An exclusive portfolio of behind-the-scenes images from the collections of A Magazine Curated By guest-curators Iris Van Herpen, Thom Browne and Giambattista Valli.
Erdem, En Pointe
The Royal Ballet, London
The term ‘Corybantic’ derives from the Greek Korybantes — armed and crested attendants of the goddess Cybele known for their wild, ecstatic dances. Drawing inspiration from this mythology, English choreographer Christopher Wheeldon’s Corybantic Games for the Royal Ballet’s 2018 programme wove a narrative that delved into the depths of human emotions and the physicality of movement. Set against Leonard Bernstein’s Serenade after Plato’s “Symposium”, the ballet notably featured costumes designed by A#24 curator Erdem Moralioglu, and marked the designer’s first foray into menswear.
Ballet and fashion have long been intertwined, with the relationship blossoming in French couture upon the 1909 arrival of the Ballets Russes in Paris. Figures at the foundation of fashion, such as Paul Poiret and Jeanne Lanvin, were immediately drawn to the legerity and freedom of movement exemplified by the ballet, eschewing the corset which was still popular at the dawn the 20th century. The ballerina became a muse, her perfect form and beauty resonating throughout Paris and inspiring notions of femininity — including those of Christian Dior. The legendary French designer’s New Look gave many nods to ballet, an aesthetic appreciation that was extended to his successor Yves Saint Laurent. Today, contemporary fashion continues to shape and be shaped by ballet, from A#13 curator Iris Van Herpen’s collaboration with the Dutch National Ballet to Miu Miu’s Autumn Winter 2022 precipitation of ‘Balletcore’.
Returning to the Royal Opera House stage in 2023, the second rendition of Corybantic Games revives the collaboration between Erdem Moralioglu and the Royal Ballet, with the new costumes designed in a creative partnership with Christopher Wheeldon. Drawn to the grace and elegance exhibited by the ballet since childhood, Erdem’s homage to the discipline is expressed in A Magazine Curated By Erdem, through a portfolio of Royal Ballet danseurs photographed on medium format by the designer himself.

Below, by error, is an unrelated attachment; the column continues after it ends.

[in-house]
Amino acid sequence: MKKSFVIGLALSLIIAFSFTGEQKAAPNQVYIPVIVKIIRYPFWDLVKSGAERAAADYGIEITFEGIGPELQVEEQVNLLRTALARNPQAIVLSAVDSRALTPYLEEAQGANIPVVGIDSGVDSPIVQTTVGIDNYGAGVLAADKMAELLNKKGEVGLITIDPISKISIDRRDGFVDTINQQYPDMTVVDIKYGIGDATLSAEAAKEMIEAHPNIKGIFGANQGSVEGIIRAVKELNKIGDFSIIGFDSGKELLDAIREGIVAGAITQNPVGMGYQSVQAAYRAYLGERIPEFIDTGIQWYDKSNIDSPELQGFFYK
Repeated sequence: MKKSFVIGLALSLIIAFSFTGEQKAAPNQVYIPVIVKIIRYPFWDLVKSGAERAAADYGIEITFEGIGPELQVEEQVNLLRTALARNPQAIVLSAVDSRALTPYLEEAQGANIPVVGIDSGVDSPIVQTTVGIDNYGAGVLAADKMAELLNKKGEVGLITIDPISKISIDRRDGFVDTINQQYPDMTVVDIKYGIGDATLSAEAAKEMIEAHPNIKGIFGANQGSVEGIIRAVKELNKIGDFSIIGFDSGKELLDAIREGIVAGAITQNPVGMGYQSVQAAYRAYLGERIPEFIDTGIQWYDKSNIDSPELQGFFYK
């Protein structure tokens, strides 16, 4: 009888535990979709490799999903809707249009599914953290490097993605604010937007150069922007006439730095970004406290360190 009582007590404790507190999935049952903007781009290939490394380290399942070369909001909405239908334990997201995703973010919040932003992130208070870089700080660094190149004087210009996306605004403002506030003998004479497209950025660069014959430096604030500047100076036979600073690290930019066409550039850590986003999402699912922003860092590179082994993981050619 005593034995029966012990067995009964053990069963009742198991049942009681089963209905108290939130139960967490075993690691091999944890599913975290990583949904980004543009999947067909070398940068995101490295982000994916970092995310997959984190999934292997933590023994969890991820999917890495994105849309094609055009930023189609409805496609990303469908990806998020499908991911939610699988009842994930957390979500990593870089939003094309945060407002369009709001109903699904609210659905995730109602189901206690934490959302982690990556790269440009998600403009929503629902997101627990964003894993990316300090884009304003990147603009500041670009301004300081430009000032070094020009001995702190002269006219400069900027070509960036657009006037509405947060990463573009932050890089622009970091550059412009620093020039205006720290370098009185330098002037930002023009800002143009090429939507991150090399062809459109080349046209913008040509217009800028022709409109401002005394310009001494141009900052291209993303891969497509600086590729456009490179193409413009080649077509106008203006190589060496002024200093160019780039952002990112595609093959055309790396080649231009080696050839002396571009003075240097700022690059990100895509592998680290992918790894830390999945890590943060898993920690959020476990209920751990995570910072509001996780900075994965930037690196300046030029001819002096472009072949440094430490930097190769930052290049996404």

Behind-the-scenes imagery of 2023 Corybantic Games fittings, also photographed by Erdem, complements an exclusive interview below.
After a five year gap, Corybantic Games is back at the Royal Opera House. How does this second iteration differ in design from the first?
I was really excited to update the costumes for this run of Corybantic Games for the Royal Opera House. For the female dancers, I played more with the concept of 1950s underpinnings with the costumes, adding girdles and elements of boning in the mid-section. The men’s design was all about stripping the costumes back and giving a sense of nakedness against the graphic lines.
What does this particular ballet mean to you?
It was a completely new ballet when I first created the costumes in 2018, and that’s what made it so exciting. I was working so closely with Christopher Wheeldon as he created the piece, it was incredible see an entirely new performance come together and to be part of it.
Can you tell us more about the garments, their construction and inspiration?
The ballet itself is set to a piece of music by Leonard Bernstein, Serenade, (After Plato’s Symposium), from the 1950s. I was thinking a lot about the structure of 50s underpinnings, corsetry and girdles but offsetting those elements against something much more graphic, thick black velvet ribbons marking a line through the space giving a Grecian sense of symmetry.
How was the experience of collaborating with Christopher Wheeldon?
It was so wonderful. I have always been such a fan of Christopher’s work. He is extraordinary. Over the years I have become friends with him and would invite him to my shows, so to have the opportunity to create costumes for a brand new piece of his was truly thrilling.
How does your design process change when focusing on ballet costumes?
There were so many more practical considerations. The costumes are bespoke to every dancer’s body and they need to withstand a performance every evening. They have to have a durability but I also wanted to convey a delicateness. Of course, movement is the most important consideration, and there is nothing more exciting than seeing a dancer perform in something you’ve designed.
How has your relationship with the Royal Ballet grown over the years, from spectating to designing?
The Royal Ballet is one of the most important institutions in the world. Kevin O’Hare, the director, is a genius. His vision for the future of the ballet is so brilliant and it was such a privilege to be a part of a new work. The collaboration with the Royal Ballet continued with my Autumn Winter 2021 collection as I explored the relationship between Rudolph Nureyev and Margot Fonteyn who both danced as part of the company. Ed Watson, the beautiful ex-Principal Dancer also choreographed the show.
Corybantic Games runs alongside Wayne McGregor’s Untitled (2023) and Kenneth McMillan’s Anastasia Act III from June 9-17 at the Royal Opera House, London.
At The Renaissance Society, Chicago, an untitled exhibition curated by the artist Shahryar Nashat and writer & curator Bruce Hainley simultaneously investigates the enigmatic relationships between image, perception, and the human body as a living or undead currency.
The 25th issue of has been guest edited by Chitose Abe of the Japanese cult label sacai. As the first Japanese woman to curate an issue, Abe has called upon her inner circle of friends, family and artistic collaborators to contribute cultural and creative content across the 200 page magazine.